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Lee Brewster Dies at 57
-- Pioneering Transvestite Activist

Defended the Rights of Crossdressers—Straight & Gay

Provided Drag Wardrobes for Hollywood's Filmmakers

By Jack Nichols

New York City, New York—Lee Greer Brewster, 57, one of America's first pioneering transvestite activists, died here Friday after a battle with cancer. He was a gentle, soft-spoken and kindly man who worked indefatigably to better conditions for crossdressers. He was also an able entrepreneur whose Greenwich Village clothing boutique, Lee's Mardi Gras, catered for over 30 years to those men throughout the world, whether straight or gay, who enjoyed dressing as women. lbrewster.jpg - 7.26 K
Lee Brewster

Brewster was born in Honacker, Virginia., on April 27, 1943. His youth had been spent in West Virginia's coal mining region. He worked in fingerprinting for the Federal Bureau of Investigation during the early 1960s but was fired when it was suspected that he was gay.

Upon moving to Manhattan, Brewster became an active member of the New York Mattachine Society, Inc. and helped organize popular drag balls as fund raisers for the organization. He noted, however, that the conservative membership of that organization was loathe to use the funds he'd collected for the welfare of drag queens and transvestites. He then founded Queens.

America's first gay weekly newspaper, GAY, chronicled the founding of Queens (later to be known as the Queens Liberation Front). The purpose of the organization, according to the paper, was "to legalize the right to dress in the attire of the opposite sex in public without fear of arrest or police harassment." Brewster preferred to be called "Mr." rather than adopting a feminized name. He first began providing services to the Transvestite/Drag Community in 1969. He announced the intended formation of his organization at his first drag ball during February of that year, choosing Halloween, 1969, as its formal date of founding.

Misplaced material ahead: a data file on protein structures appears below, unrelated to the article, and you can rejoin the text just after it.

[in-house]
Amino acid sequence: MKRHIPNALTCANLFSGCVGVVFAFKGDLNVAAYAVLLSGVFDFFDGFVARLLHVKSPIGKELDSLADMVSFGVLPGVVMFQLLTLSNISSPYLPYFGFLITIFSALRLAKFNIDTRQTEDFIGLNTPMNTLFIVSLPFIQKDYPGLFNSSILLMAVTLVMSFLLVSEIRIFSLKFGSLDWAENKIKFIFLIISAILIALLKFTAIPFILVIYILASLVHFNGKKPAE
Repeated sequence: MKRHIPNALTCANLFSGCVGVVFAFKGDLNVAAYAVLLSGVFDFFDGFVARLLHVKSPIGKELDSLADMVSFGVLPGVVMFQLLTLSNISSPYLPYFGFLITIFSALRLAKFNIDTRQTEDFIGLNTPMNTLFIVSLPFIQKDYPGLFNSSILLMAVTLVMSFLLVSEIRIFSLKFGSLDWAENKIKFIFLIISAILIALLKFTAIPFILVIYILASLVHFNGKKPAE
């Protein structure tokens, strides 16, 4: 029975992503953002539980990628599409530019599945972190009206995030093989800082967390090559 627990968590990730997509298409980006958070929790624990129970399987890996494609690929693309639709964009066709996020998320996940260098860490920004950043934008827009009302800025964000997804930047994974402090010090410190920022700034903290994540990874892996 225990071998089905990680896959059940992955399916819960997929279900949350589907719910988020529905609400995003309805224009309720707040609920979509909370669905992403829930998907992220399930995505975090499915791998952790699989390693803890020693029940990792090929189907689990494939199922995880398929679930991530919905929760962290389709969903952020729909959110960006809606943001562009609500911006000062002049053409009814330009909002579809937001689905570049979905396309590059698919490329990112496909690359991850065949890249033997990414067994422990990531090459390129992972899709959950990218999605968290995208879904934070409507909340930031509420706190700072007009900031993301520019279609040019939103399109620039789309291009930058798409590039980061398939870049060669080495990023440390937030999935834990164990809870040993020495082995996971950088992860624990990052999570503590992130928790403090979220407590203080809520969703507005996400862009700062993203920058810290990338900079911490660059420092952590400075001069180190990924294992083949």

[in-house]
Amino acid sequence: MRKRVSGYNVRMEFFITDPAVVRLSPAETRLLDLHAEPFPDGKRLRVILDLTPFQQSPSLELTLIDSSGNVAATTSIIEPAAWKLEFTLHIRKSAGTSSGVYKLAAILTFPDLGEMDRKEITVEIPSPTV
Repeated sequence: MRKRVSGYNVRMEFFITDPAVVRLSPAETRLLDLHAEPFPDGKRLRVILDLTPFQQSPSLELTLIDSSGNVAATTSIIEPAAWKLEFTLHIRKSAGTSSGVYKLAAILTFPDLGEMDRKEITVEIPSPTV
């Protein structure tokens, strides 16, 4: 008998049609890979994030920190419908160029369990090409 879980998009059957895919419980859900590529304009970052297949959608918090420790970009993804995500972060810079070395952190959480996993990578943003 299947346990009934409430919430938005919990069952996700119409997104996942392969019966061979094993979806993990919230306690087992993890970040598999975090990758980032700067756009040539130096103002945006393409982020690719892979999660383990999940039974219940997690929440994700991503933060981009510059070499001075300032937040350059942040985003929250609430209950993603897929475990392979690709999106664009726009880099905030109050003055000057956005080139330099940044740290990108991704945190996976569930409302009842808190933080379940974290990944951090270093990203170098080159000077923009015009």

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Lee's Mardi Gras was the epicenter of what he called "the crossdressing lifestyle." Located at 400 West 14th Street, his customers entered the boutique on the third floor. Brewster believed that having a street-level entry way would have failed to protect the privacy of his clients, many of whom were conservative businessmen.

His unusual boutique boasted 5,000 square feet of crossdressing merchandise. Customers told him it was as large as all other transvestite sales stores combined. "We certainly do try to have something for everyone!" he announced in ads, "Indeed, we are fond of saying that we stock items which range from "Woolworth's quality and prices to those of Saks Fifth Avenue to suit your style and budget".

"Lee's will turn you into the girl you've always wanted to be," according to a 1999 mention in New York magazine.

But providing fashionable clothing was only part of what Lee Brewster provided his customers. His bookstore contained several thousand titles, possibly the most comprehensive inventory on transvestite lifestyles in the world.

He boasted happily: "We are so well known for our diversified titles, we even received a telephone call from Abu Dhabi on the Arabian peninsula from a potential book buyer, checking on our inventory! In the spirit of professionalism, we called back to confirm... collect of course!"

"We fought for our rights as people," said Lee. "Under our civil rights component, the Queens Liberation Front became the first transvestite organization to parade and protest in New York City. We legalized the wearing of "drag" in New York City bars and cabarets. No longer could a club be closed, or patrons arrested just because there was a crossdresser present.

lbrewster2.jpg - 43.64 K Brewster, looking back on his life, said: "It has been an exciting, educational, and sometimes exasperating, 30+ years in this business. We've been there from the start, servicing the quiet, lonely crossdresser in Middle America, to the Broadway, Television and Movie production staffs of Tootsie, Priscilla, La Cage and everyone's talk show! The opening sequence in To Wong Foo looks like a commercial for the Mardi Gras Boutique, so many of the items changing the stars into ladies having been purchased here. Nathan Lane, star of the crossdressing hit, The Birdcage filmed the promo for the movie at our store!" There will be many who will miss Lee Brewster, say his friends. "For want of a better phrase," Ms. Antoinette Scapinato, an employee said, "he was really the mother to us all."

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